This article, by Justin Baiocchi, was originally published in The Northern Daily Leader on 13 February 2016.
A couple of people recently commented to me that they had read the headline of my last article, thought it was interesting, but didn’t get round to actually reading the article. My first thought was that they obviously didn’t scare easily, as the headline read ‘The end is nigh’. But then again, newspaper articles with civilization-ending headlines are hardly new these days, where every newspaper subscription should come with a lifetime supply of Prozac. Reading (or watching) the news is rarely an emotionally uplifting activity, as the news media slavishly follow the old adage of ‘bad news sells’.
My second thought was that I appreciated their honesty – ‘Hey! I liked the look of your article, but only had time to read the headline, sorry’. It’s a bit like ordering food at a restaurant but leaving before it arrives and saying to the chef on the way out – ‘The food sounded great on the menu but I just don’t have time to eat it, but thanks anyway’. But I can’t blame them, I’m just as guilty when it comes to skimming through the newspaper. It’s all the same stories everyday anyway – political crisis? Check. Economic crisis? Check. Murder, murder, murder? Check, check, check. By then you’re onto the sports section which is just stories of bad behaviour and drug cheats. And it’s not like this is a new phenomenon –the front page of the Sydney Morning Herald from the 10th of November 1975 (to choose a date at random) contained vital news regarding a government budget crisis (so no change there), deaths by drowning, deaths from horseback, international espionage and a financial crisis. So 2015 all over again really, bar the fact that we all evidently commuted to work on horseback in the 1970’s.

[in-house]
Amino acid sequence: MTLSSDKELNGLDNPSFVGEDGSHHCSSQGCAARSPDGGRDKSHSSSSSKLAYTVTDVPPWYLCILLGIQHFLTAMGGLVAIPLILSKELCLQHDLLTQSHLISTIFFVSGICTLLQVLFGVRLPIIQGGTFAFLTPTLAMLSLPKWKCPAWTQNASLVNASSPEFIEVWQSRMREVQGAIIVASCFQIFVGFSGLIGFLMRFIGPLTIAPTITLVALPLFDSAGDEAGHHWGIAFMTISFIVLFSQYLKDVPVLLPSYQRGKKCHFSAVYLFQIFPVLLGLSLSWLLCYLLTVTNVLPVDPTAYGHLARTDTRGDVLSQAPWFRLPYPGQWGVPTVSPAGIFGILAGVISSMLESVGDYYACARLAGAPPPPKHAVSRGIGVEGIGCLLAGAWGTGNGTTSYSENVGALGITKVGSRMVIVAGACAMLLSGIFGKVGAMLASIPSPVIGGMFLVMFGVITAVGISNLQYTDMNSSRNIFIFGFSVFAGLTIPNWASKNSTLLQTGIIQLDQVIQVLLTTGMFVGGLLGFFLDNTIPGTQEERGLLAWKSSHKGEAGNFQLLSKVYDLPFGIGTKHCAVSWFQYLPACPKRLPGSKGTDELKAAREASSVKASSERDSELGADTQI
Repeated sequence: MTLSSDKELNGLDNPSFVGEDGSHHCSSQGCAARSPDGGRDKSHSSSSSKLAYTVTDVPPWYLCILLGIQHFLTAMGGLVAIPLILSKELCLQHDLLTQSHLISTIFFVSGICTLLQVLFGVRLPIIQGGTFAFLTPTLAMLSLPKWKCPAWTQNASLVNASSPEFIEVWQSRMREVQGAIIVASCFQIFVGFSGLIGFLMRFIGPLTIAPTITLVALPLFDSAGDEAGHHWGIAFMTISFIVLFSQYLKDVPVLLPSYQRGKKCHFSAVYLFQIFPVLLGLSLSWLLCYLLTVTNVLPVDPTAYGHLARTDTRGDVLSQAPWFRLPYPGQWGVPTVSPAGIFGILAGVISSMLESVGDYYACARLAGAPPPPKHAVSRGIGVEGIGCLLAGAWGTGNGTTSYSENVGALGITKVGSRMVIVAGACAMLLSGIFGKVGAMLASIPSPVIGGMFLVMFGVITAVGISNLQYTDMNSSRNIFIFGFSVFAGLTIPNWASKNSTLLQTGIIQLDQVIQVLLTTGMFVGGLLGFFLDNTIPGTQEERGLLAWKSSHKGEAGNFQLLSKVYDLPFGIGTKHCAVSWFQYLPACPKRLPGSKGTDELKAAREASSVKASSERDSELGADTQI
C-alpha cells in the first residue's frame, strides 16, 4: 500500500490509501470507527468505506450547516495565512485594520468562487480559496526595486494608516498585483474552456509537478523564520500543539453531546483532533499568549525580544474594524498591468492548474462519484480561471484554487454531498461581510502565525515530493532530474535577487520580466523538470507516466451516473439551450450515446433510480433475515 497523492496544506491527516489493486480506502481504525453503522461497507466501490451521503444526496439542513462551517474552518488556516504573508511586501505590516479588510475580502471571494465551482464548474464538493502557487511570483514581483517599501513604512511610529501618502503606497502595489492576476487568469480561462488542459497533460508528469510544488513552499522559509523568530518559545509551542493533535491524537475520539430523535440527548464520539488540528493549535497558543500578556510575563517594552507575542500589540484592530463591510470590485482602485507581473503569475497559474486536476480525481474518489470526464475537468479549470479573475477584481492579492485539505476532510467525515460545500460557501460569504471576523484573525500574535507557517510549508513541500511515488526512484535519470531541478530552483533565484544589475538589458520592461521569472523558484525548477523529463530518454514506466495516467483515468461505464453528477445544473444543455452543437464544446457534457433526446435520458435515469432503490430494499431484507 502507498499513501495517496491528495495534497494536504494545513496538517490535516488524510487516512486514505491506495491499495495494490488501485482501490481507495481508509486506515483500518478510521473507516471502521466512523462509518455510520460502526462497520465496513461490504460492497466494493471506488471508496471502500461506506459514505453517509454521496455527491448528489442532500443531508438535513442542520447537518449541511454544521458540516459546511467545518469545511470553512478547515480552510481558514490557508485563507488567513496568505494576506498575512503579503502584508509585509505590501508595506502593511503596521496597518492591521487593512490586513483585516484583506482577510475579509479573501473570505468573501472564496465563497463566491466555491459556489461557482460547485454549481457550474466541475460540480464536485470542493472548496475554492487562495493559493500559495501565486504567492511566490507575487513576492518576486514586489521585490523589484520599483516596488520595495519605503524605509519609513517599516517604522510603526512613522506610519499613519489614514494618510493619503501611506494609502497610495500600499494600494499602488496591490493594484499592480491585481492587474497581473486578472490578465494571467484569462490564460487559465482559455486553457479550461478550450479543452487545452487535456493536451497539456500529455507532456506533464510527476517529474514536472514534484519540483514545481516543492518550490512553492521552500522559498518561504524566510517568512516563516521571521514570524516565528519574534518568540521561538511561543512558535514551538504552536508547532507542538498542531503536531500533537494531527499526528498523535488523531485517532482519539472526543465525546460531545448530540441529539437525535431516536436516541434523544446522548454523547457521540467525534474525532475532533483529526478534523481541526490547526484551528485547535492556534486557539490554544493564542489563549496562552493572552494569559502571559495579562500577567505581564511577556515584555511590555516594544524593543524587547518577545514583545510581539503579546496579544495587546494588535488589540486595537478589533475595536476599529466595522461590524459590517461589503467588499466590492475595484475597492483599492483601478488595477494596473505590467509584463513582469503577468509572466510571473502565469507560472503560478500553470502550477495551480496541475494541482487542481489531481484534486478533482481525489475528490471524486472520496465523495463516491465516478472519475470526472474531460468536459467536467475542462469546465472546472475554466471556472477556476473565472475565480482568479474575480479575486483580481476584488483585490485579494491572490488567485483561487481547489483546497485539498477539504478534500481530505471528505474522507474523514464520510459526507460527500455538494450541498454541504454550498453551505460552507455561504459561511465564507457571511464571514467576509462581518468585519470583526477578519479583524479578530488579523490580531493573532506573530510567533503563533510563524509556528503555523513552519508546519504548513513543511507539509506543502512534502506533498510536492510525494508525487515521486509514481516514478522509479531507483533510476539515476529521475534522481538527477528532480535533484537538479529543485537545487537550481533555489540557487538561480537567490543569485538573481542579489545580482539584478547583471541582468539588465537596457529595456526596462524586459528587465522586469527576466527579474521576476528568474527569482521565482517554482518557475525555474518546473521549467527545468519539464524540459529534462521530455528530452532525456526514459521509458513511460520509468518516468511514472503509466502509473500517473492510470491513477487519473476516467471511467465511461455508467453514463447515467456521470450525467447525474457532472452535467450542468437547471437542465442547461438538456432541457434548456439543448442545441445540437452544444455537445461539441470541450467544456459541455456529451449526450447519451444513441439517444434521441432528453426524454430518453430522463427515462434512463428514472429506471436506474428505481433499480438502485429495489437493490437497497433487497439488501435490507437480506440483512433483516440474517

However, while sticking to just the newspaper headlines is acceptable, don’t make the same mistake when it comes to your money. You’ve got to know the details. Where is your money going? What is it costing you? What are the risks? Can you get at it if you need it? Who’s in charge of it? What’s the worst thing that could happen to it? Asking these questions should be the basics in assessing any potential financial investment. It’s strange how people will drive across town to save a few dollars at a cheaper fuel station, yet will leave their retirement savings in some hopelessly inappropriate investment, all because they didn’t go beyond the glossy front page of the marketing material. And if that’s you, there’s probably a guy with a sand-making factory in the Sahara who would like a chat with you.